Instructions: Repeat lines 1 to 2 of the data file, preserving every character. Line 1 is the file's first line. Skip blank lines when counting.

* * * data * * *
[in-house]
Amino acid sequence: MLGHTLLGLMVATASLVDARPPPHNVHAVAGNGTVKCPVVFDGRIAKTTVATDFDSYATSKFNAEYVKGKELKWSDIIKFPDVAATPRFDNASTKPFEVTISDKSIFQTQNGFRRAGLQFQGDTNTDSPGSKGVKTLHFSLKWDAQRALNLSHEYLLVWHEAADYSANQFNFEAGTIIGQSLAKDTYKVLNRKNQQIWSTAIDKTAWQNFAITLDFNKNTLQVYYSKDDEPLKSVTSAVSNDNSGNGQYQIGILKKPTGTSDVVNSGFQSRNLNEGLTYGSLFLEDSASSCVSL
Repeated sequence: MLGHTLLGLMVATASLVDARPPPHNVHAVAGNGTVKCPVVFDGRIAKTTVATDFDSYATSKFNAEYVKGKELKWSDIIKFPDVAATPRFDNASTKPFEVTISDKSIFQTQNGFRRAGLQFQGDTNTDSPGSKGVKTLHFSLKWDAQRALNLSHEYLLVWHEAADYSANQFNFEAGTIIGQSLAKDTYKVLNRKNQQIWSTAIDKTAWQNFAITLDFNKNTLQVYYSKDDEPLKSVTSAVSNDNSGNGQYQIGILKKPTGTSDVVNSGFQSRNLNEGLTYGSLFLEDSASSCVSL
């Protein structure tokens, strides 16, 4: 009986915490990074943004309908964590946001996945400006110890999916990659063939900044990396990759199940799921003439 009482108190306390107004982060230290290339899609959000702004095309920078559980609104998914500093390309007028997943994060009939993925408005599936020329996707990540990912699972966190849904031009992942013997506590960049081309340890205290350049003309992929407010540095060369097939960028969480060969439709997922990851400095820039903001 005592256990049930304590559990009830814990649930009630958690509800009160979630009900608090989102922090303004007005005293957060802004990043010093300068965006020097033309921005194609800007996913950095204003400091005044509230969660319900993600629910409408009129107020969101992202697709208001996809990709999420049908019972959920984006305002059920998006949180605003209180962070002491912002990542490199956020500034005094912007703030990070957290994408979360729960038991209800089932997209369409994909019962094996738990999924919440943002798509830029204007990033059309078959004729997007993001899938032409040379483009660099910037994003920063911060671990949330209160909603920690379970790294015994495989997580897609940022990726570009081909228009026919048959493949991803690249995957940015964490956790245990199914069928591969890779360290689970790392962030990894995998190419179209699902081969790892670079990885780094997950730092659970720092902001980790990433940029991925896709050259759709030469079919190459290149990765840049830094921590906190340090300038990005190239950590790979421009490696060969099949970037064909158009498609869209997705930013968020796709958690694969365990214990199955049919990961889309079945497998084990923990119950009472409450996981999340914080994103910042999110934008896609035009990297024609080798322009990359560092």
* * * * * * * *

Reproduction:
[in-house]
Amino acid sequence: MLGHTLLGLMVATASLVDARPPPHNVHAVAGNGTVKCPVVFDGRIAKTTVATDFDSYATSKFNAEYVKGKELKWSDIIKFPDVAATPRFDNASTKPFEVTISDKSIFQTQNGFRRAGLQFQGDTNTDSPGSKGVKTLHFSLKWDAQRALNLSHEYLLVWHEAADYSANQFNFEAGTIIGQSLAKDTYKVLNRKNQQIWSTAIDKTAWQNFAITLDFNKNTLQVYYSKDDEPLKSVTSAVSNDNSGNGQYQIGILKKPTGTSDVVNSGFQSRNLNEGLTYGSLFLEDSASSCVSL